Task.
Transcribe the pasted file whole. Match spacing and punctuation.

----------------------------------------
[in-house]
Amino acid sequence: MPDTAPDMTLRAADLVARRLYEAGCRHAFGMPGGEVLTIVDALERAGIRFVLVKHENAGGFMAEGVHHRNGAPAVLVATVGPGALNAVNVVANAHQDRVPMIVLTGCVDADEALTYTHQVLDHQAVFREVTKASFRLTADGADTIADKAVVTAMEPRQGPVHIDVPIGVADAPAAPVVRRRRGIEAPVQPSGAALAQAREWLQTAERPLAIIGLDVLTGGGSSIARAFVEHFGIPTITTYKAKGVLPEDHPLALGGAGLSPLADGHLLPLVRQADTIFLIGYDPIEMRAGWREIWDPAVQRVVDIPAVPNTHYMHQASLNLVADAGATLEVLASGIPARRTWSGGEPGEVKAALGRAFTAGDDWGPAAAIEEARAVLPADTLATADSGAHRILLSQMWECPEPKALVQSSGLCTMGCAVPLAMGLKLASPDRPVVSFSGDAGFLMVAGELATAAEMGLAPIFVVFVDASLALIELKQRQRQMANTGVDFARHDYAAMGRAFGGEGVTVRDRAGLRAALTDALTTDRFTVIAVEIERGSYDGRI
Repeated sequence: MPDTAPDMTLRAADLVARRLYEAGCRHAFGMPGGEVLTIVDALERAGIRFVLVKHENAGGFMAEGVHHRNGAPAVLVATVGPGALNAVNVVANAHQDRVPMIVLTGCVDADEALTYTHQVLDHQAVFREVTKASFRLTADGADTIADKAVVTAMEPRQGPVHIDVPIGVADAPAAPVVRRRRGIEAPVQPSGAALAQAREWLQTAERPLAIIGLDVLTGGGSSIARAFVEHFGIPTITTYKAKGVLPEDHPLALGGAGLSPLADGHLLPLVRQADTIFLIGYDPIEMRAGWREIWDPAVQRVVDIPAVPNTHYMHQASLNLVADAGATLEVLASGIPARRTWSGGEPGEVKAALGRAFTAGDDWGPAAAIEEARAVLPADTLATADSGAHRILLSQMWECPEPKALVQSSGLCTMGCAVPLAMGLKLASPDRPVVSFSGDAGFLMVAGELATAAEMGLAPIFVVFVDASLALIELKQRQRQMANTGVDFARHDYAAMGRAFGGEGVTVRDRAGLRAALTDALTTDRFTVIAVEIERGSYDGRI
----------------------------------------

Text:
[in-house]
Amino acid sequence: MPDTAPDMTLRAADLVARRLYEAGCRHAFGMPGGEVLTIVDALERAGIRFVLVKHENAGGFMAEGVHHRNGAPAVLVATVGPGALNAVNVVANAHQDRVPMIVLTGCVDADEALTYTHQVLDHQAVFREVTKASFRLTADGADTIADKAVVTAMEPRQGPVHIDVPIGVADAPAAPVVRRRRGIEAPVQPSGAALAQAREWLQTAERPLAIIGLDVLTGGGSSIARAFVEHFGIPTITTYKAKGVLPEDHPLALGGAGLSPLADGHLLPLVRQADTIFLIGYDPIEMRAGWREIWDPAVQRVVDIPAVPNTHYMHQASLNLVADAGATLEVLASGIPARRTWSGGEPGEVKAALGRAFTAGDDWGPAAAIEEARAVLPADTLATADSGAHRILLSQMWECPEPKALVQSSGLCTMGCAVPLAMGLKLASPDRPVVSFSGDAGFLMVAGELATAAEMGLAPIFVVFVDASLALIELKQRQRQMANTGVDFARHDYAAMGRAFGGEGVTVRDRAGLRAALTDALTTDRFTVIAVEIERGSYDGRI
Repeated sequence: MPDTAPDMTLRAADLVARRLYEAGCRHAFGMPGGEVLTIVDALERAGIRFVLVKHENAGGFMAEGVHHRNGAPAVLVATVGPGALNAVNVVANAHQDRVPMIVLTGCVDADEALTYTHQVLDHQAVFREVTKASFRLTADGADTIADKAVVTAMEPRQGPVHIDVPIGVADAPAAPVVRRRRGIEAPVQPSGAALAQAREWLQTAERPLAIIGLDVLTGGGSSIARAFVEHFGIPTITTYKAKGVLPEDHPLALGGAGLSPLADGHLLPLVRQADTIFLIGYDPIEMRAGWREIWDPAVQRVVDIPAVPNTHYMHQASLNLVADAGATLEVLASGIPARRTWSGGEPGEVKAALGRAFTAGDDWGPAAAIEEARAVLPADTLATADSGAHRILLSQMWECPEPKALVQSSGLCTMGCAVPLAMGLKLASPDRPVVSFSGDAGFLMVAGELATAAEMGLAPIFVVFVDASLALIELKQRQRQMANTGVDFARHDYAAMGRAFGGEGVTVRDRAGLRAALTDALTTDRFTVIAVEIERGSYDGRI